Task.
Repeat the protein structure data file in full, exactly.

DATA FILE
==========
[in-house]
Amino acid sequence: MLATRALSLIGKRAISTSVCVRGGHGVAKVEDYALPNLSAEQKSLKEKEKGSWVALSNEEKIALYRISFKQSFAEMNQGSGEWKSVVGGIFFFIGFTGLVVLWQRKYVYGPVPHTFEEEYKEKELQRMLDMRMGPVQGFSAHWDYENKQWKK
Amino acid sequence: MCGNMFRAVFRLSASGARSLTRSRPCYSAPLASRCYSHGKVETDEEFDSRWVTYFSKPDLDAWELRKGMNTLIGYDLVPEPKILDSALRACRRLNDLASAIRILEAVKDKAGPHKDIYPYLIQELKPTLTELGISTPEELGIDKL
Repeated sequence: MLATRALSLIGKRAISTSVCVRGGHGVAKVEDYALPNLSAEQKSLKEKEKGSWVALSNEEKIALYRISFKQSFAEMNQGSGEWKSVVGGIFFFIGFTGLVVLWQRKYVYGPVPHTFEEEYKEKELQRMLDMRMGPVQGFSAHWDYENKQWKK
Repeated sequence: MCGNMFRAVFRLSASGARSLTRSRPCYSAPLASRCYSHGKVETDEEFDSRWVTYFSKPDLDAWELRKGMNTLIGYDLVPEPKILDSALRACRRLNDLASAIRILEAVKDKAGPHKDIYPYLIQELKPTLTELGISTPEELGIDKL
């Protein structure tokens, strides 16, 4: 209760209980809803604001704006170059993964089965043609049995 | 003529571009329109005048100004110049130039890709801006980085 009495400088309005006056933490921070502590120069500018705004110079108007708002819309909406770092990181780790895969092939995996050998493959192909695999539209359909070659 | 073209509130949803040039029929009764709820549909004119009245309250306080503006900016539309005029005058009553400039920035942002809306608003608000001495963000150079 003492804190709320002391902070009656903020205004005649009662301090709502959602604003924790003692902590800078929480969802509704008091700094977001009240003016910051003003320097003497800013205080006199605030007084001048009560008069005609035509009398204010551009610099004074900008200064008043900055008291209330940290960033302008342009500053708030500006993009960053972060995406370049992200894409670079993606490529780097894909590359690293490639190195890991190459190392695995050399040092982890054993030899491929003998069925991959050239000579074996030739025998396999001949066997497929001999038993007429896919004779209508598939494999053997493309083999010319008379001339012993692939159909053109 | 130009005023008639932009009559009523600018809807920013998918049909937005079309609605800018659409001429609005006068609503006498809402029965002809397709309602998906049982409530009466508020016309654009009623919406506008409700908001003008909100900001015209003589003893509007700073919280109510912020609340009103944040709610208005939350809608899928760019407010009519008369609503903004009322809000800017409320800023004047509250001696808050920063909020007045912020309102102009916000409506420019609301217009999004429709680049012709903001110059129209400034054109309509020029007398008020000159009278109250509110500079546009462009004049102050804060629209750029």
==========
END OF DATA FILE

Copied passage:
[in-house]
Amino acid sequence: MLATRALSLIGKRAISTSVCVRGGHGVAKVEDYALPNLSAEQKSLKEKEKGSWVALSNEEKIALYRISFKQSFAEMNQGSGEWKSVVGGIFFFIGFTGLVVLWQRKYVYGPVPHTFEEEYKEKELQRMLDMRMGPVQGFSAHWDYENKQWKK
Amino acid sequence: MCGNMFRAVFRLSASGARSLTRSRPCYSAPLASRCYSHGKVETDEEFDSRWVTYFSKPDLDAWELRKGMNTLIGYDLVPEPKILDSALRACRRLNDLASAIRILEAVKDKAGPHKDIYPYLIQELKPTLTELGISTPEELGIDKL
Repeated sequence: MLATRALSLIGKRAISTSVCVRGGHGVAKVEDYALPNLSAEQKSLKEKEKGSWVALSNEEKIALYRISFKQSFAEMNQGSGEWKSVVGGIFFFIGFTGLVVLWQRKYVYGPVPHTFEEEYKEKELQRMLDMRMGPVQGFSAHWDYENKQWKK
Repeated sequence: MCGNMFRAVFRLSASGARSLTRSRPCYSAPLASRCYSHGKVETDEEFDSRWVTYFSKPDLDAWELRKGMNTLIGYDLVPEPKILDSALRACRRLNDLASAIRILEAVKDKAGPHKDIYPYLIQELKPTLTELGISTPEELGIDKL
């Protein structure tokens, strides 16, 4: 209760209980809803604001704006170059993964089965043609049995 | 003529571009329109005048100004110049130039890709801006980085 009495400088309005006056933490921070502590120069500018705004110079108007708002819309909406770092990181780790895969092939995996050998493959192909695999539209359909070659 | 073209509130949803040039029929009764709820549909004119009245309250306080503006900016539309005029005058009553400039920035942002809306608003608000001495963000150079 003492804190709320002391902070009656903020205004005649009662301090709502959602604003924790003692902590800078929480969802509704008091700094977001009240003016910051003003320097003497800013205080006199605030007084001048009560008069005609035509009398204010551009610099004074900008200064008043900055008291209330940290960033302008342009500053708030500006993009960053972060995406370049992200894409670079993606490529780097894909590359690293490639190195890991190459190392695995050399040092982890054993030899491929003998069925991959050239000579074996030739025998396999001949066997497929001999038993007429896919004779209508598939494999053997493309083999010319008379001339012993692939159909053109 | 130009005023008639932009009559009523600018809807920013998918049909937005079309609605800018659409001429609005006068609503006498809402029965002809397709309602998906049982409530009466508020016309654009009623919406506008409700908001003008909100900001015209003589003893509007700073919280109510912020609340009103944040709610208005939350809608899928760019407010009519008369609503903004009322809000800017409320800023004047509250001696808050920063909020007045912020309102102009916000409506420019609301217009999004429709680049012709903001110059129209400034054109309509020029007398008020000159009278109250509110500079546009462009004049102050804060629209750029």